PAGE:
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Fitness, General Health

Overcoming the Fear of Going to a Gym

By Shannon Cole on Mar 10, 2023 9:30:00 AM
5 Minutes Reading Time


You signed up for your gym membership, paid your annual and first month fees, but now you’re hesitating to get your first workout in.

For a multitude of reasons, something is holding you back, and just the thought of walking into the gym is making you nervous.

So let’s talk about it!

First, it is totally normal to be feeling any sort of fear or trepidation before your first gym workout. If you are not familiar with proper form and technique, have never worked out before, or you feel like you may be judged (you won’t, but we’ll get to that later), it is completely understandable. So before we move forward, just know that you shouldn’t feel embarrassed for how you feel. Many people experience the same emotions when they are new to a gym, and remember that at some point, every gym-goer in the facility was new at some point as well.  

Where Do We Start?

With the little things! These may seem irrelevant or insignificant, but having these items ready for you may be the confidence boosters you need:

  • Get your playlist ready. I, personally, enjoy my podcasts when I work out, but having the right music for your workout session can help set the tone. Maybe it’s something bubbly and current, or hard rock that will really get your heart rate going. Whatever it is, make it something that will motivate you and get you excited.
  • Dress the part. Nothing beats the feeling of great, quality clothing that fits well. When we look our best, we feel our best. I know, it’s just the gym, and many people are totally fine in their sweats and old t-shirts, but brands like Vuori offer a refreshing line of workout and lifestyle clothing that will help you look and feel the part. There are many other great athletic brands out there, so find your favorite and get shopping!
  • Do your research. Spending some time researching basic but effective exercises, and how to properly perform each movement, will reduce the risk of injury and help reassure yourself that you’re doing things correctly. The gym can be intimidating, but by looking up different machines, what they do, and muscles they work, you’ll have a better understanding of what exercises to do that day.

*To help get you started, Youtube beginner, gym exercises for the lats, pecs, quads, hamstrings, and shoulders. Note 2 exercises for each muscle group, and have them ready, either on your phone or on paper, when you go to the gym. Mind Pump TV is a good place to start*

  • If you want something more structured, MAPS Starter lays it all out for you with helpful exercise videos, so you can visualize how to perform each movement. 

While You’re There

You made it! Your water bottle is ready, and your workout for the day is prepped.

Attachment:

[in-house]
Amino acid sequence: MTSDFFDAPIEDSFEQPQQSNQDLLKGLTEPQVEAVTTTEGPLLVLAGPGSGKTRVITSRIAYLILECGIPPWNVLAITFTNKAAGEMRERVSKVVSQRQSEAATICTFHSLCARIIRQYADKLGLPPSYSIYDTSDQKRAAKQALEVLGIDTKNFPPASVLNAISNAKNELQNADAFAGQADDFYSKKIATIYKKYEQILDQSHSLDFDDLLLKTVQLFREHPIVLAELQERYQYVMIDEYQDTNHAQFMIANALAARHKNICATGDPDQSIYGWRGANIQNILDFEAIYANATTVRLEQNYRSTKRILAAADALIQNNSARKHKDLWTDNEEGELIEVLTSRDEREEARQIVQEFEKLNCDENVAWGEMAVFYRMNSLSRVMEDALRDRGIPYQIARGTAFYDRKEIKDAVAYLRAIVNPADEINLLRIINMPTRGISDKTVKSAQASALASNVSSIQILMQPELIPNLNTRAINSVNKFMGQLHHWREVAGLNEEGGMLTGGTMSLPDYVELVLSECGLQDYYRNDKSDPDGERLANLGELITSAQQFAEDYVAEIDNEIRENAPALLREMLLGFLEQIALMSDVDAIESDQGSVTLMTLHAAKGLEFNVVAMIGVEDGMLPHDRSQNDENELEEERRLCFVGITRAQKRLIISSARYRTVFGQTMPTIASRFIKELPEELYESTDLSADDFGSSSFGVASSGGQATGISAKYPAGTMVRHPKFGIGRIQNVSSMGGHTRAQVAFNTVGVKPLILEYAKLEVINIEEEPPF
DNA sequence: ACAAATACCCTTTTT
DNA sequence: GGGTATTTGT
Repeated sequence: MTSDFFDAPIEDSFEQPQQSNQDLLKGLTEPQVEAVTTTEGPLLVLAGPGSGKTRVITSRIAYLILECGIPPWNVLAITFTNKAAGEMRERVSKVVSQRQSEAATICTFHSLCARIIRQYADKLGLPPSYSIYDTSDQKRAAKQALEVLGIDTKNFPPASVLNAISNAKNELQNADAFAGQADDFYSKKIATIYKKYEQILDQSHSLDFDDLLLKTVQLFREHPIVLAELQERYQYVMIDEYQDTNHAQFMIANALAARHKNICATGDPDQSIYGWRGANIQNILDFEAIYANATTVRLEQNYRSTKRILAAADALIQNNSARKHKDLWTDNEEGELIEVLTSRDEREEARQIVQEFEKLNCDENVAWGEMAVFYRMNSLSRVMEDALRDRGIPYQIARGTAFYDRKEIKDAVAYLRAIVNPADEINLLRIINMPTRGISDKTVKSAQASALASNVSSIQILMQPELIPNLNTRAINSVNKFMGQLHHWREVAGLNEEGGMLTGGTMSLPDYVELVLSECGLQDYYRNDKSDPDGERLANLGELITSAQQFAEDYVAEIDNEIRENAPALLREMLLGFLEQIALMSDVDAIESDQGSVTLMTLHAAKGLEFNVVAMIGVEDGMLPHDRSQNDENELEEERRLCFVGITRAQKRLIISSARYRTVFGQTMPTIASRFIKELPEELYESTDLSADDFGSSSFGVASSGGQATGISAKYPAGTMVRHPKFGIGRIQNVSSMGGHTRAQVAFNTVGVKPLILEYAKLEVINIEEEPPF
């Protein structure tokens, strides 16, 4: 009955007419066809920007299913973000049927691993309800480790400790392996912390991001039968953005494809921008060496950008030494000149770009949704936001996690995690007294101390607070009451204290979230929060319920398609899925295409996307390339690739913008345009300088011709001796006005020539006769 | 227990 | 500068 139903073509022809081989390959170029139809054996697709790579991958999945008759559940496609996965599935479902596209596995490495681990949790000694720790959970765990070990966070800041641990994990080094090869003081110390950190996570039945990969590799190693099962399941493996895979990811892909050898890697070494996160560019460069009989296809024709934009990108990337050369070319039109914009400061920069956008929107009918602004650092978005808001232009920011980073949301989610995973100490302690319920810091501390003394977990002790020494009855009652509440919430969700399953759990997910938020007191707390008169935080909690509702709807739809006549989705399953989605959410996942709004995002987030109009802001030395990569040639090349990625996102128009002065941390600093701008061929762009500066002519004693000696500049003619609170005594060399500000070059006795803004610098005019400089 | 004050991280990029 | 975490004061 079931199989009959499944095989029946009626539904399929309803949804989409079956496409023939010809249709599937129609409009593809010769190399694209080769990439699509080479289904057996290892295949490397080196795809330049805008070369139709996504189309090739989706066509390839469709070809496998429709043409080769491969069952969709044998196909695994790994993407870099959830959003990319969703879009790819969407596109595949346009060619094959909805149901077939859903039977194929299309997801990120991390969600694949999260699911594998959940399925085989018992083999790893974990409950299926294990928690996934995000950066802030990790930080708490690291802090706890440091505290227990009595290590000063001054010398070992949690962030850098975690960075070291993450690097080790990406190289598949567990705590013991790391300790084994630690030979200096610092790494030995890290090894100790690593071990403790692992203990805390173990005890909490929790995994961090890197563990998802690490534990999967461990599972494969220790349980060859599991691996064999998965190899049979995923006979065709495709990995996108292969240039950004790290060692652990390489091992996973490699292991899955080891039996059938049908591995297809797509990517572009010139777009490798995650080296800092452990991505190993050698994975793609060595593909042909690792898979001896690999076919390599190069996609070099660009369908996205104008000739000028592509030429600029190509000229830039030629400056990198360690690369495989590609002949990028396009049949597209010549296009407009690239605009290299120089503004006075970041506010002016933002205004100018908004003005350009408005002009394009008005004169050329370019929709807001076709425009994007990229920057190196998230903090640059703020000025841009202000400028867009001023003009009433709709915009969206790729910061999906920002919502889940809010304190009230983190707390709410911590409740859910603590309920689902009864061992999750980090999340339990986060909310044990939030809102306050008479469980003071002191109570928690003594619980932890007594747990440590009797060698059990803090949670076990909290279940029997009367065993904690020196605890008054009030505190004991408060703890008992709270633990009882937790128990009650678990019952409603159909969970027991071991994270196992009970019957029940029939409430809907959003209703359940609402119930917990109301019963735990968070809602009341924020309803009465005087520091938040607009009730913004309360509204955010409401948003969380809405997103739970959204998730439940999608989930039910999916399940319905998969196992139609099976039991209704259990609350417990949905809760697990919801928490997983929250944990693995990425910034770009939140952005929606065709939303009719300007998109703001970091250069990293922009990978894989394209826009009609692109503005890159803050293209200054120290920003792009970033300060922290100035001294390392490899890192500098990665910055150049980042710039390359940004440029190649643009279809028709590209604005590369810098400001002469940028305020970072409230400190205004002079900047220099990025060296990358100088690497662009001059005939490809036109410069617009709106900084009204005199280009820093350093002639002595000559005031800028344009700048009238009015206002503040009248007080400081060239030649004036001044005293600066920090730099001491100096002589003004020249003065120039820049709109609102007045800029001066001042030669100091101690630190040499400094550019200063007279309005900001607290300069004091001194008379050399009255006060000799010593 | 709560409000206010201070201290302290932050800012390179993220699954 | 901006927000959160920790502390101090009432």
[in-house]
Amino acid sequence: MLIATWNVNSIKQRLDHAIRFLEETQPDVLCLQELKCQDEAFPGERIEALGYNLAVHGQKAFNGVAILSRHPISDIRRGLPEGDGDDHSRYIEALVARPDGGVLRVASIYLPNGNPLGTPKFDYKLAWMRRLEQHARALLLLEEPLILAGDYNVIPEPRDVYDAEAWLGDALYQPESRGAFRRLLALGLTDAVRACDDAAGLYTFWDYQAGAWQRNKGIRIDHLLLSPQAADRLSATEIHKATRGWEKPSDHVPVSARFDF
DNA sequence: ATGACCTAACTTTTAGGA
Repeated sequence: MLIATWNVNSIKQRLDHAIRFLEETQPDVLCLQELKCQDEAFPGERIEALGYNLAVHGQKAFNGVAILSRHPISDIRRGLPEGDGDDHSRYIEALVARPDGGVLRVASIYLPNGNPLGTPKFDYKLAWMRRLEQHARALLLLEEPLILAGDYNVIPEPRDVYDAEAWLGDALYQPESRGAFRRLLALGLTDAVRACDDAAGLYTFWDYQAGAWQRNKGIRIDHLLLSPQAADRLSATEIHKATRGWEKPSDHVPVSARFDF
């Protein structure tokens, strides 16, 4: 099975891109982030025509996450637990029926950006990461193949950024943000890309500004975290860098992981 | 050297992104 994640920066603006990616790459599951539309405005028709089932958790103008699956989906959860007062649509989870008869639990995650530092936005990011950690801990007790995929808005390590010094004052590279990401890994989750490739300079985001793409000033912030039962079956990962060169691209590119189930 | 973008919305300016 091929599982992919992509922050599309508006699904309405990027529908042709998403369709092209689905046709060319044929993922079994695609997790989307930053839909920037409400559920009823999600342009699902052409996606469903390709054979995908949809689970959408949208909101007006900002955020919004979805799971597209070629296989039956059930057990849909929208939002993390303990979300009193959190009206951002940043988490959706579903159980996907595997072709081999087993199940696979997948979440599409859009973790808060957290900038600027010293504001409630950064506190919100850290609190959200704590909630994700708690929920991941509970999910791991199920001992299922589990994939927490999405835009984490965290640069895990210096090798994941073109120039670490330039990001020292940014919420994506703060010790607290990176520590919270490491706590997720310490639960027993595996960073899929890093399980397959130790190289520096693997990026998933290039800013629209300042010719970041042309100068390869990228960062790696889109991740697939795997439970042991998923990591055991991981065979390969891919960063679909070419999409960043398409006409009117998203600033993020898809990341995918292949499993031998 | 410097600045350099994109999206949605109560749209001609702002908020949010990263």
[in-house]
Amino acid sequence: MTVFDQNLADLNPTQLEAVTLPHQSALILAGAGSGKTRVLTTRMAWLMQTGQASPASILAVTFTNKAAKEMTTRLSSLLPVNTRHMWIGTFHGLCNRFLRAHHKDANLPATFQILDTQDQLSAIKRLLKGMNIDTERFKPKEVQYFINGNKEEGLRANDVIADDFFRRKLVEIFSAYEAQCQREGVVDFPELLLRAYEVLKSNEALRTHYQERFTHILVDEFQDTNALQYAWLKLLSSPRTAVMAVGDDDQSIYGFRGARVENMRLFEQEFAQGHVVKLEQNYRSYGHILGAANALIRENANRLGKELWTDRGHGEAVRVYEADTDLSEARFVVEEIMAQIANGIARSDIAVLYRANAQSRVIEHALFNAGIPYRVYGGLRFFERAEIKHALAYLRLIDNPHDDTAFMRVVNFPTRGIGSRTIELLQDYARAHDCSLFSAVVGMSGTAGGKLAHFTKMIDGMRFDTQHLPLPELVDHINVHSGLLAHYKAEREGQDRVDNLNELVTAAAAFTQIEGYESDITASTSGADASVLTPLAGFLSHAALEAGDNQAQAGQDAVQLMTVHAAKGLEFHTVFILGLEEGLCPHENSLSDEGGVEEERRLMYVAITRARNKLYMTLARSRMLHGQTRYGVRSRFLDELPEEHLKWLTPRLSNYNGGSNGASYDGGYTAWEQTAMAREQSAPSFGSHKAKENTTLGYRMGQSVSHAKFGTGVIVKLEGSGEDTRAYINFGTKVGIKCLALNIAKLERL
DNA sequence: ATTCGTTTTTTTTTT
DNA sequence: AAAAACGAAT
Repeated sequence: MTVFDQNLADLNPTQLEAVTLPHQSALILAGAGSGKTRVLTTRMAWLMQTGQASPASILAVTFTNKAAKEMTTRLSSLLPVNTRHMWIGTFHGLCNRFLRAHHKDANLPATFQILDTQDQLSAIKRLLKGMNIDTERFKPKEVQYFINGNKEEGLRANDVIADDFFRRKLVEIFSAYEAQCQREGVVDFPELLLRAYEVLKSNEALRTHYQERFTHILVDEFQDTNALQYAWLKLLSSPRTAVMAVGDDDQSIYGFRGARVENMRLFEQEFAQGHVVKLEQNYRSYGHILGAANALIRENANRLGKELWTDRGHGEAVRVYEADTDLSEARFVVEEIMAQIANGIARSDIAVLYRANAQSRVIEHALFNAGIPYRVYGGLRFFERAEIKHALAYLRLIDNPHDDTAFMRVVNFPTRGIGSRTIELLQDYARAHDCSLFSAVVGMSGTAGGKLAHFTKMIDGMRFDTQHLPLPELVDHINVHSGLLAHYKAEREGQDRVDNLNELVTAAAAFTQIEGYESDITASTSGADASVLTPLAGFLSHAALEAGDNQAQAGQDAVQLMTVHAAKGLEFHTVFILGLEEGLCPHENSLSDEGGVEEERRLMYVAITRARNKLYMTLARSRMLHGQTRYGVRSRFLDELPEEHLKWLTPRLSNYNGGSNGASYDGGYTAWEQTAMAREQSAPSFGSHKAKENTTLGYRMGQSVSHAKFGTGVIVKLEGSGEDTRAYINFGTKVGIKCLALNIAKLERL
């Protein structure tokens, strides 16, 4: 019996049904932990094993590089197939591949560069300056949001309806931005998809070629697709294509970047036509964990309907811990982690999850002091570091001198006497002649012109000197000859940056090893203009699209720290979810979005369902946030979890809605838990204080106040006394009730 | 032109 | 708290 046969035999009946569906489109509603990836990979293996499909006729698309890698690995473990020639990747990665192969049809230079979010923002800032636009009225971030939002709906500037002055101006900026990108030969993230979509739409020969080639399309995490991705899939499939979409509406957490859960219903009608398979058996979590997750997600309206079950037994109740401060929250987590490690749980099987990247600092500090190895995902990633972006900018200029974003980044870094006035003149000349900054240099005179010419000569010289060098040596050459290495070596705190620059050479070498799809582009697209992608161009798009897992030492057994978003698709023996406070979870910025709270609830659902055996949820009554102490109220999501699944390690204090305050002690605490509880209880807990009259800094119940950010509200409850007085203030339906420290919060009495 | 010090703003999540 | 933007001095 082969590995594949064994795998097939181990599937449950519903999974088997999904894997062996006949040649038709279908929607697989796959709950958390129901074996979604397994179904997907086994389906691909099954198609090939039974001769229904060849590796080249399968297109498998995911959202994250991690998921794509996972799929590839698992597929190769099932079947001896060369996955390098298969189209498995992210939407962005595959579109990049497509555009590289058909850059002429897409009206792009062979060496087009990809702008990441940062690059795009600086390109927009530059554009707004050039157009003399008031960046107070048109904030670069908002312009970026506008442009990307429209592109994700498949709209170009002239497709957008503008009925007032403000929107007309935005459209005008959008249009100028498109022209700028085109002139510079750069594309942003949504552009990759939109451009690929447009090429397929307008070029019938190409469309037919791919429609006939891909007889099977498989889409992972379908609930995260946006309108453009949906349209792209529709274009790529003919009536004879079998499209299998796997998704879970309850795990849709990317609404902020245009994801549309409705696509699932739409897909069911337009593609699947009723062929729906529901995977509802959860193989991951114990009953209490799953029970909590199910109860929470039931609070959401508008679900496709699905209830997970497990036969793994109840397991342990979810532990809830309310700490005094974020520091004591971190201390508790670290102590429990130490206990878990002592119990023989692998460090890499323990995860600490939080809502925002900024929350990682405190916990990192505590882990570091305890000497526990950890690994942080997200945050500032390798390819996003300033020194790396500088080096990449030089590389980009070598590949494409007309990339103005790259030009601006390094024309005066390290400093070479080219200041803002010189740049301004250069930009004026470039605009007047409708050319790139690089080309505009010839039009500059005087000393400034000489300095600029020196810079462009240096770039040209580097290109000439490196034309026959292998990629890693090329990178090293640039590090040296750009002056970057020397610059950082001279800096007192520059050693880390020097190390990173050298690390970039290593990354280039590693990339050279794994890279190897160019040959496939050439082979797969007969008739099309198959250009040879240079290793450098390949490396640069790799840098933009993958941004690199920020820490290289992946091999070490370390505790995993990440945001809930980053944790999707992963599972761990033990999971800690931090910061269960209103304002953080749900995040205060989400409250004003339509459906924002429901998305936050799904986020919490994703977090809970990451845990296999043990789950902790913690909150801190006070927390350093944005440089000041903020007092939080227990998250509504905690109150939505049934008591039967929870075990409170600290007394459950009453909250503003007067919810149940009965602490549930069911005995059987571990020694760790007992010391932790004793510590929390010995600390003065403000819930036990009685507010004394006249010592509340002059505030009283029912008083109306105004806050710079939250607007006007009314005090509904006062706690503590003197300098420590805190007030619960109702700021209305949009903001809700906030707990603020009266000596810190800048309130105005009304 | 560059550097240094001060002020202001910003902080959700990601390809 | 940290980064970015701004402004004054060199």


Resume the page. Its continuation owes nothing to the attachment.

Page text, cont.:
Here is what you do next: 

  • Do not worry about anyone else. To be honest, other gym members are caught up in what they are trying to do, not in how you look or whether you belong or not. Everyone belongs in an environment that encourages health and wellness. You are doing an AMAZING thing for body, mind, and spirit–pat yourself on the back and know that even though there is a learning curve, you are taking the first, and hardest step.
  • If you have questions, don’t be afraid to ask. More often than not, there is usually a trainer available if you have questions regarding form or how to work a certain machine. They want to make a good impression so that they can hopefully train you in the near future, so you don’t need to feel like you are bothering them. That’s their job! If there isn’t a trainer around, someone nearby would be happy to help you. I’ve never seen anyone not help a fellow gym member when asked to either spot during a lift or explain the benefits of an exercise they’re doing. As I said, everyone is there with the common goal to feel and/or look their best.
  • When in doubt, start light. Many new gym-goers fear they will get hurt. One easy way to prevent an injury is to use a light enough weight that you can complete around 15 reps with. While maintaining good form (which will get easier with practice), it’s pretty hard to injure yourself with a light resistance. As you get more comfortable, you can start increasing the resistance, which can be in as few as 3–4 weeks. 

And finally, make the gym a habit and part of your new routine. The more you go, the easier it will be to execute movements with proper form, and the better you will feel.

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Shannon Cole

Shannon Cole is an ISSA certified personal trainer and lives in the Dallas area. She is a certified nutrition coach through NASM and NCI, and is currently pursuing her M.S. in Sports Science and Rehabilitation. After obtaining her B.A. in Journalism and Mass Communication she eventually gravitated to personal training, and hasn't turned back since. Her passion for athletics and fitness initially stemmed from her high school years playing golf, and her love for the sport still hasn't faded; her career goal is to obtain her Titleist Performance Institute (TPI) certification and develop strength and conditioning programs for golfers. You can usually find her working out in her garage gym, or training for the next Spartan Race with her husband.

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